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The Hebrew Bible: Defining Scriptural Cultures
20th November: 4:00 pm - 5:00 pm GMT
In a new Future of the Humanities Project event series—Cultural Encounters: Books that Have Made a Difference—we embrace the other at a time when we have heard much about the ways in which national, religious, and cultural lines divide us as humans. In this series, we will invite leading scholars across disciplines to explore themes of cultural encounters both in classic literary works and in contemporary cultural debates.
The bold claim from Biblical historians and archaeologists Israel Finkelstein and Neil Asher Silberman that the Hebrew Bible is the “single most influential literary and spiritual creation in the history of humanity” (made in their book The Bible Unearthed: Archaeology’s New Vision of Ancient Israel and the Origin of Its Sacred Texts ) articulates the extensive influence that it has had both geopolitically and religioculturally. Yet, simply referring to this literary collection as the Hebrew Bible exposes the tensions and conflicts surrounding its production and reception. In this talk, Rev. Bruno J. Clifton, O.P., will argue that it is worth casting a critical eye over this book’s history, the parameters of the collection, and the type of literature it contains in order to evaluate the nature of its influence.
This lecture seeks only to set out what is at stake, hoping to stimulate further reflection on the wider cultural and spiritual impact of the Bible on humanity.
This event is sponsored by the Future of the Humanities Project and Blackfriars Hall, Oxford. It is part of the year-long series, Cultural Encounters: Books that Have Made a Difference.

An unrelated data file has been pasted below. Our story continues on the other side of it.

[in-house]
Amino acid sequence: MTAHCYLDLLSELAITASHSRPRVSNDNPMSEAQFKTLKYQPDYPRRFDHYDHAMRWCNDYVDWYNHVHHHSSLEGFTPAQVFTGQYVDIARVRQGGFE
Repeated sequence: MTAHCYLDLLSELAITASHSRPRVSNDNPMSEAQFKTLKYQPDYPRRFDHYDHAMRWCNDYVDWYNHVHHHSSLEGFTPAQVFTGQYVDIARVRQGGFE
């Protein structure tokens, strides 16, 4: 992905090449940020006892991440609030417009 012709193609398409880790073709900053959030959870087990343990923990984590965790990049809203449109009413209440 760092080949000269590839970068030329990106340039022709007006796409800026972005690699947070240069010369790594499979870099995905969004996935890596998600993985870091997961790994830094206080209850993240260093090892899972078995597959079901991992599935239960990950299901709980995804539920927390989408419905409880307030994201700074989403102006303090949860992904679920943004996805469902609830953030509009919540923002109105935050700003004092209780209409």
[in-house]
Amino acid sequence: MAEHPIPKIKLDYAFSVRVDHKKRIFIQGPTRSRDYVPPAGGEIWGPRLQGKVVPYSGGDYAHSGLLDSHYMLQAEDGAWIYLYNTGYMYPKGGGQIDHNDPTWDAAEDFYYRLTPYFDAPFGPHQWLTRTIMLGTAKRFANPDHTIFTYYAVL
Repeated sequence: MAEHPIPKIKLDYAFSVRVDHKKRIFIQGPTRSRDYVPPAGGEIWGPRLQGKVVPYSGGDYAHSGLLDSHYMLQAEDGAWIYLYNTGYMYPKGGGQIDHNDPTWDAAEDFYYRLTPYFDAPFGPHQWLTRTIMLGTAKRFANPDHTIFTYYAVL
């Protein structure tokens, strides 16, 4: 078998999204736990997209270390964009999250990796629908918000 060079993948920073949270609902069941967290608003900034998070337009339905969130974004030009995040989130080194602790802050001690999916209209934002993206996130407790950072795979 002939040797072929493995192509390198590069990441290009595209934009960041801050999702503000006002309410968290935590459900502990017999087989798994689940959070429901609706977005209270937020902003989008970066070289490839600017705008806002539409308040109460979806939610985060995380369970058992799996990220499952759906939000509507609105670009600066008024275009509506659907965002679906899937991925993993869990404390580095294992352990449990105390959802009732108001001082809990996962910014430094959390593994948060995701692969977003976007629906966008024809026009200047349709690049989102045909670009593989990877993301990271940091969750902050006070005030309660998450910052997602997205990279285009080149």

Online. Free and open to all. Registration is required.
Rev. Bruno J. Clifton, O.P., is vice-regent of Blackfriars Hall and Studium, Oxford. He is director of Blackfriars’ visiting students program and course director of Master of Theology in applied theology degree courses. He also teaches scripture and Biblical languages. Clifton earned his doctorate at the University of Cambridge. His research interests include investigating how concepts of identity are influential on the formation of biblical texts as socially authoritative and the contribution of critical biblical scholarship to theology.
Michael Scott, Ph.D. (moderator), is senior dean, fellow of Blackfriars Hall, Oxford, college advisor for postgraduate students, and a member of the Las Casas Institute. He also serves as senior advisor to the president of Georgetown University. Scott previously served as the pro-vice-chancellor at De Montfort University and founding vice-chancellor of Wrexham Glyndwr University, where he is professor emeritus.
Las Casas Institute with Georgetown University